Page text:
How 9/11 Changed Student Ministry

On September 11th, 2001 I was a student at Saint Louis Christian College preparing to go into student ministry. By contrast, the 8th graders that are in the ministry I serve in today weren’t even born yet. That day turned out to have huge implications for all of us, even if today’s teenagers don’t realize it.

I’m not the first person to opine on this, but here are three ways I think youth ministry has been impacted by the events of 9/11.

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(Cyril Attias/flickr)

Our students grew up in a more fearful world. While 9/11 is something I’ll obviously never forget (it was my generation’s JFK assassination and Pearl Harbor bombing), I was old enough when it occurred to not really consider it a part of my formative experience. I grew up in the 90s. That decade wasn’t without conflict, but that conflict was mostly far from home. I didn’t grow up afraid of people who weren’t like me. I was not taught cynicism and precaution and restriction. This generation has been.

They’ve never walked into an airport and gone all the way to the gate. They don’t remember what it was like to not have your backpack searched when you go to a major sporting event. In this sense, the terrorists won. Their primary weapon is not box cutters or bombs. It’s fear. We live in a world that is very much afraid. This has youth ministry implications:

  • Parents demand to be able to communicate with their kids in an emergency, resulting in those ubiquitous cell phones at an increasingly young age.
  • Kids cling to those they can trust most. What used to be called “cliques” aren’t closed-off groups of friends shaped by hatred of other people. Rather, kids select small groups to be vulnerable toward because that’s who they trust. They only trust a few because they grew up in a world where you can’t trust everyone.
  • International travel with groups is more difficult. Safety is more of a concern than ever. Practical logistics are a challenge. Parents are nervous to allow students to go.

Our students exist in a smaller world. Globalization cannot be singularly attributed to 9/11, of course, but there is a sense that our world shrunk after 2001–and fast. Technology provided the assist, but interest in things on the other side of the earth increased. We are more connected through shared experience. We refer to horrific events in other countries as “their 9/11.” People in one country stand vigil after tragedies in another. We aren’t united in our fear alone, but also in our grieving. We are more of a global community.

  • More than ever (I think) kids crave meaningful community. Those phones super-glued to their palms are a manifestation of this desire.
  • Interest and involvement in global justice has increased. Organizations like Compassion International, World Vision and International Justice Mission have grown significantly in the wake of the terrorist attacks and ongoing conflict. Students are engaged outside the United States in record numbers.
  • Students want to be a part of something bigger. They’re aware of needs all over the world and want to contribute. Despite the fear, they get involved.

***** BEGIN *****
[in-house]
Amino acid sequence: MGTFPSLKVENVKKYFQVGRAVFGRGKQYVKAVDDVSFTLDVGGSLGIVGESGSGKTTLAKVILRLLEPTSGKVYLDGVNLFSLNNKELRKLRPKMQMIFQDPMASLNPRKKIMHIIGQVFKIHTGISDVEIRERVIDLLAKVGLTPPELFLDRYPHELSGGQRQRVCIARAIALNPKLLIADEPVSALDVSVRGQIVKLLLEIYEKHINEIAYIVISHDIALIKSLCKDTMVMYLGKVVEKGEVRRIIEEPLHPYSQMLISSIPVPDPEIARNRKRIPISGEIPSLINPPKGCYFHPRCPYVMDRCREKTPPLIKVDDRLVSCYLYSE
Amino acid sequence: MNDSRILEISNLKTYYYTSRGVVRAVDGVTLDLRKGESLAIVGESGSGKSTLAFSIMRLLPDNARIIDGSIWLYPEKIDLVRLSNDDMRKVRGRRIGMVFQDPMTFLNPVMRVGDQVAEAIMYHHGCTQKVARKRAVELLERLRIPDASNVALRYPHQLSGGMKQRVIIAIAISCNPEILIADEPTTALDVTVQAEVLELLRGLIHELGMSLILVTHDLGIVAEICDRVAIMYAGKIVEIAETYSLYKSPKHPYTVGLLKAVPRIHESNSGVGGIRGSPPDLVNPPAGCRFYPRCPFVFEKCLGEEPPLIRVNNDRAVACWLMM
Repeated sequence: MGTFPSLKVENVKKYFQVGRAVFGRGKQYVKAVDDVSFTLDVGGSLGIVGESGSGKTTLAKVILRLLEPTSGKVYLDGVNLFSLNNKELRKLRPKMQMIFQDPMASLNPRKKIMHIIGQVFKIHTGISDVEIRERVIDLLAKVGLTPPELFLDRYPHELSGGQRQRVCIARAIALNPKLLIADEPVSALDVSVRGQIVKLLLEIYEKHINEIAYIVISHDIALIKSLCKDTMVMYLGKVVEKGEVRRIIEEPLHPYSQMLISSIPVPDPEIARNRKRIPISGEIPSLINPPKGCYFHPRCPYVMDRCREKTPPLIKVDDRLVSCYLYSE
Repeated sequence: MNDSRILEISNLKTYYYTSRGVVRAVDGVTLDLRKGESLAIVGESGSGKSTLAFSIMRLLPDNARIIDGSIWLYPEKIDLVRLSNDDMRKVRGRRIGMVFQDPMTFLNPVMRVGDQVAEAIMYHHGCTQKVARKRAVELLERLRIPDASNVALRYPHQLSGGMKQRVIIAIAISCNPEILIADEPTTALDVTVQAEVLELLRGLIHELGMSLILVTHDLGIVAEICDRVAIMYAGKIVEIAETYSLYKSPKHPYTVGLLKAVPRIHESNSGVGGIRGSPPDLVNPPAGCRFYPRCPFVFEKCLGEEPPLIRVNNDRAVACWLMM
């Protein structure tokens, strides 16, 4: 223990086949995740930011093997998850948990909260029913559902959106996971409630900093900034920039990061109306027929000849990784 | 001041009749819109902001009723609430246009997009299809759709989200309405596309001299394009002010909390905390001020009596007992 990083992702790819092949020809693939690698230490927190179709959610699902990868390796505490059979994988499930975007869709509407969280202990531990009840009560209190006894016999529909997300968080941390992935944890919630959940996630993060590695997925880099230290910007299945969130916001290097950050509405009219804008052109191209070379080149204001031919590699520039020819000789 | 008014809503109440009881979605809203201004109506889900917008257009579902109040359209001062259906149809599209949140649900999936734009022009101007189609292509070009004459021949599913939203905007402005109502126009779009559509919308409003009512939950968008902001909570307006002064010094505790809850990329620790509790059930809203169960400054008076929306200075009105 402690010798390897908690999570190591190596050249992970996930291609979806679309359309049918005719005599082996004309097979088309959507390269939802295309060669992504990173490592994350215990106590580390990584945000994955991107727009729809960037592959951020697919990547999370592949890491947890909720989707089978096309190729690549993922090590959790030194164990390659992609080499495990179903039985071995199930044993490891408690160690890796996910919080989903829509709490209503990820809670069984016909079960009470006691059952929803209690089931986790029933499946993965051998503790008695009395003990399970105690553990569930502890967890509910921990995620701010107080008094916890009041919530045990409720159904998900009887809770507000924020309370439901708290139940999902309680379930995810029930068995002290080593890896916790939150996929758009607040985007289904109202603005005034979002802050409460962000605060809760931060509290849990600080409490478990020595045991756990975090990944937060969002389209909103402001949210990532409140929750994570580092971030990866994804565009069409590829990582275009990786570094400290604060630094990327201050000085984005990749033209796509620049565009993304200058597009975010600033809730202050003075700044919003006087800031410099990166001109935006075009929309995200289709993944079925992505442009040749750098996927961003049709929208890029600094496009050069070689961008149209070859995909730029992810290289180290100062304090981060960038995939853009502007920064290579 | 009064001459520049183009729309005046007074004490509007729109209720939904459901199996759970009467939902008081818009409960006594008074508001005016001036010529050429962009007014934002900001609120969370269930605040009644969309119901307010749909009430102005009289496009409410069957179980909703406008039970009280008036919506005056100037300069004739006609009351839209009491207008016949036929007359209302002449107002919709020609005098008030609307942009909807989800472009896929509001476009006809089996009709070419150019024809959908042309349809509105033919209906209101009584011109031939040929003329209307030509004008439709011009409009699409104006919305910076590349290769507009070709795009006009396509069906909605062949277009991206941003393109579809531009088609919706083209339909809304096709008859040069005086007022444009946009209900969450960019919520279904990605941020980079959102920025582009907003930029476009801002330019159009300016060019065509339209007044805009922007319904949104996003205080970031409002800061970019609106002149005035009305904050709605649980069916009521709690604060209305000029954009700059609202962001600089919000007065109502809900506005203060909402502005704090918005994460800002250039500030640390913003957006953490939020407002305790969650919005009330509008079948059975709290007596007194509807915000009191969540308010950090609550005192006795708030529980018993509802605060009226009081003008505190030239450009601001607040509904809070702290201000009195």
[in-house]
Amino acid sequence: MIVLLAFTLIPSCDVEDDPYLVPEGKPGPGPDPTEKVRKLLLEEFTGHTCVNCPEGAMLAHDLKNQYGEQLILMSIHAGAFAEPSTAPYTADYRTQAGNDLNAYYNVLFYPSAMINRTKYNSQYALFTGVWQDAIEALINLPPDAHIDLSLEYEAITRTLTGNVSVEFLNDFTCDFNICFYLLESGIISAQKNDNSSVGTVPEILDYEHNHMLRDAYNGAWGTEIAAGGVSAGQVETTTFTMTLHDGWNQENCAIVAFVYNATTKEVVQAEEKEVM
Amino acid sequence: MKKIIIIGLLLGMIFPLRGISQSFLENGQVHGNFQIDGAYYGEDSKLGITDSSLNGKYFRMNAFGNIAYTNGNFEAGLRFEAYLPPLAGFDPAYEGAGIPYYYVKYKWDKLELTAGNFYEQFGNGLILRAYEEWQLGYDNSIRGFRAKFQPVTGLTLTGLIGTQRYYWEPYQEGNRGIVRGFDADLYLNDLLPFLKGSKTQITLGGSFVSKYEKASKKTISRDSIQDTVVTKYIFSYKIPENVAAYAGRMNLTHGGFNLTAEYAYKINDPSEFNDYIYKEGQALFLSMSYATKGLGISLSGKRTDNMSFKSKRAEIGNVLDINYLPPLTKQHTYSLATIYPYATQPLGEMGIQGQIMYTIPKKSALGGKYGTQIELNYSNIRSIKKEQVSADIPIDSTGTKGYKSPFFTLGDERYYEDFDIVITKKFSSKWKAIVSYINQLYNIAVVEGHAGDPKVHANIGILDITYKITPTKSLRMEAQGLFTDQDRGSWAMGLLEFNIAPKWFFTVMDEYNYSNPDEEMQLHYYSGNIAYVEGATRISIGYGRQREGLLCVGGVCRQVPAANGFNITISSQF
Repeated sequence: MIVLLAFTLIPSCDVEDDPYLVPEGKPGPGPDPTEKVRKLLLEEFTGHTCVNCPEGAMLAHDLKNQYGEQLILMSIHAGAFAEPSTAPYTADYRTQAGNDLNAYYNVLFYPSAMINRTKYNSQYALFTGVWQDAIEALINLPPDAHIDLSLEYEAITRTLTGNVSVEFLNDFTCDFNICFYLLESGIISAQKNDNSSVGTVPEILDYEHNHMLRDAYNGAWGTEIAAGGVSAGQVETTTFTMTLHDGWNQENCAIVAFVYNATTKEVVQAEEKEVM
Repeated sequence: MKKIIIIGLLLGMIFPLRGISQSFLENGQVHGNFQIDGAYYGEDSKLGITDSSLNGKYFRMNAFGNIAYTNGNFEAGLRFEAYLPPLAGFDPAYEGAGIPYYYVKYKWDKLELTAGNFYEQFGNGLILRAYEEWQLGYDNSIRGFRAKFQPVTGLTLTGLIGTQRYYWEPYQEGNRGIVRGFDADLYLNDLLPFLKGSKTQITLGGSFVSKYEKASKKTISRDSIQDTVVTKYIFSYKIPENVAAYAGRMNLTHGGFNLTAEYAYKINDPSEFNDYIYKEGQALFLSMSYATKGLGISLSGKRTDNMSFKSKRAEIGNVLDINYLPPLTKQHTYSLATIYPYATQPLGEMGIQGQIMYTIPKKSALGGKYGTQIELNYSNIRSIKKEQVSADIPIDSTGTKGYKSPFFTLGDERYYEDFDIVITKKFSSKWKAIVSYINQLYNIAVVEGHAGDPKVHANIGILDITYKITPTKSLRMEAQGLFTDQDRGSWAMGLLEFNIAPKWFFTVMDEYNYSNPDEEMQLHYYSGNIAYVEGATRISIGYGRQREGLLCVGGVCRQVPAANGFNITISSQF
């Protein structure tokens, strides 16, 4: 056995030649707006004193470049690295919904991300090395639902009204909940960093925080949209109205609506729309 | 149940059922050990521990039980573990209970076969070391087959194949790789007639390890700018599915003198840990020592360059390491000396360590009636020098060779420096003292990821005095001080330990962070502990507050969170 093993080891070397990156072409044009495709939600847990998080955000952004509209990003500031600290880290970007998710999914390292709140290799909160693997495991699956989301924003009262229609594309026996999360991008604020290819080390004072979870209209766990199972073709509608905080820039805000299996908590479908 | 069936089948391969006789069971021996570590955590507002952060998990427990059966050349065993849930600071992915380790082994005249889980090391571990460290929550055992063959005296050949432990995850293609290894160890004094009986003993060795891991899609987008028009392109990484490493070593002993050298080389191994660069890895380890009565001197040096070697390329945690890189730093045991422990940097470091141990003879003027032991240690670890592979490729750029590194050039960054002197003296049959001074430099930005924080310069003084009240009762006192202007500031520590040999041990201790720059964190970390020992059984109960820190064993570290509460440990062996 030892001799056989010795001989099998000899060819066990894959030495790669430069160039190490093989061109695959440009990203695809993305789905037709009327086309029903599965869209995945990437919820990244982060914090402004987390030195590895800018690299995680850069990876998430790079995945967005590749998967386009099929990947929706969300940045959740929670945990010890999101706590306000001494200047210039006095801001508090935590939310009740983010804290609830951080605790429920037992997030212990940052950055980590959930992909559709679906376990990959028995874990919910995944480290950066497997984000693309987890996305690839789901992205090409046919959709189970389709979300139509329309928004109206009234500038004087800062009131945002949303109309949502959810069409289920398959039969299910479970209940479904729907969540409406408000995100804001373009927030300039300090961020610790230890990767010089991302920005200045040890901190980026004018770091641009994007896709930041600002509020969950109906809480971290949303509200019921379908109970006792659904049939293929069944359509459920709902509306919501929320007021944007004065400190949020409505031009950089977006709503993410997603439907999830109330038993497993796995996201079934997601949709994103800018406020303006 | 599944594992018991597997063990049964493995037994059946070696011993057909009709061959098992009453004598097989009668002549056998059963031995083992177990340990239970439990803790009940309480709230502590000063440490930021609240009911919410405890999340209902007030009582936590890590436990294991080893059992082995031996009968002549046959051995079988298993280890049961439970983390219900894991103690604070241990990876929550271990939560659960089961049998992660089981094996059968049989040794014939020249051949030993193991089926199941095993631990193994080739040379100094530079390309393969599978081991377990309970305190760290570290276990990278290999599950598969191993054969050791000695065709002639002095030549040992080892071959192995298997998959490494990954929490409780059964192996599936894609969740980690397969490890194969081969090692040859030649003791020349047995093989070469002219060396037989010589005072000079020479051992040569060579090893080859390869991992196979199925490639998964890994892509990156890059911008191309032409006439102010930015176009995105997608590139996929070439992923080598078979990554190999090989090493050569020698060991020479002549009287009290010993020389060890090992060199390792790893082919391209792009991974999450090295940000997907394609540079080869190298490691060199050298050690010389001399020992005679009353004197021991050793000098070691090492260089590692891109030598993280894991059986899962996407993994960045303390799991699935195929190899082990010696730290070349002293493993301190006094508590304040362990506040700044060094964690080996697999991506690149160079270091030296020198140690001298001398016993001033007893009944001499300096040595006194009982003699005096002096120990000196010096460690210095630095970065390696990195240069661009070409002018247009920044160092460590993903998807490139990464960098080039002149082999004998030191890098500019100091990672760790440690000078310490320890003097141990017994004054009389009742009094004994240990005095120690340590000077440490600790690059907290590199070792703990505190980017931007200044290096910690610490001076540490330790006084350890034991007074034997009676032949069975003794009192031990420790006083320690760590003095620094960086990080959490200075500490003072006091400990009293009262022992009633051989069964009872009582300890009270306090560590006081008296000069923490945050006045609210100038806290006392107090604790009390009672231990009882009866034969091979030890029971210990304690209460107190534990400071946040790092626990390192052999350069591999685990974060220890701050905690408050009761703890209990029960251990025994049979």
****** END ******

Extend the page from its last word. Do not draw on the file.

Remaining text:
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(Some of our students in the Dominican Republic last spring)

Our students trust institutions less. While the terrorist attacks caused many to distrust people unlike them, the response to the attacks led many to distrust their own government. The generation we now serve is less likely to believe that their own government has their best interests in mind. They’re apathetic about politics. They’re looking for something more meaningful than an election to change their society. Since 9/11, our own government has surveilled us at an alarmingly increasing rate. This breeds greater distrust. And don’t think for a second that this distrust doesn’t get translated down to the local level — even your own group.

  • You don’t get students’ respect just because you’re the youth minister. You’ve got to earn it. Then you have to work to keep it. Your position doesn’t matter.
  • When we break trust with our students, it’s very difficult to regain. They’ve just been fooled too much by adults in power. We are lumped together with politicians and authority figures who don’t get it, don’t care, and don’t take time to treat them with respect. We become an institutional figure instead of an adult friend permitted into their lives.
  • Your students will either be welcomed, integrated, and appreciated in the life of the whole church or they will be distant, apathetic, and disrespectful toward it.

I may be guilty of over-thinking all this. You should read these words understanding they’re meant for thoughtful conversation. There may be other ways youth ministry has changed I haven’t noted. Would love to hear from my peers who have been doing student ministry since (or even before) the tragic events of September 11th. How has ministry changed for you as a leader, for your students, and for your ministry?

2 comments

  1. Good post and question. Worthy of deep reflection. I believe one of the first lessons here is that “there is a Satan and he is operating in ways we cannot even imagine…including 9/11.” How many youth truly believe in his existence and do they have the tools of God to defeat him in their life?

  2. I do know it was a major factor in Phil choosing to serve in the Marine Corps when he reached 18. He was 10, almost 11 that fateful, horrible day. I remember him telling me a couple days later that he might want to be a soldier. I have since that day, read articles about the current youth serving in the military, and many, like Phil, were influenced by 9/11.

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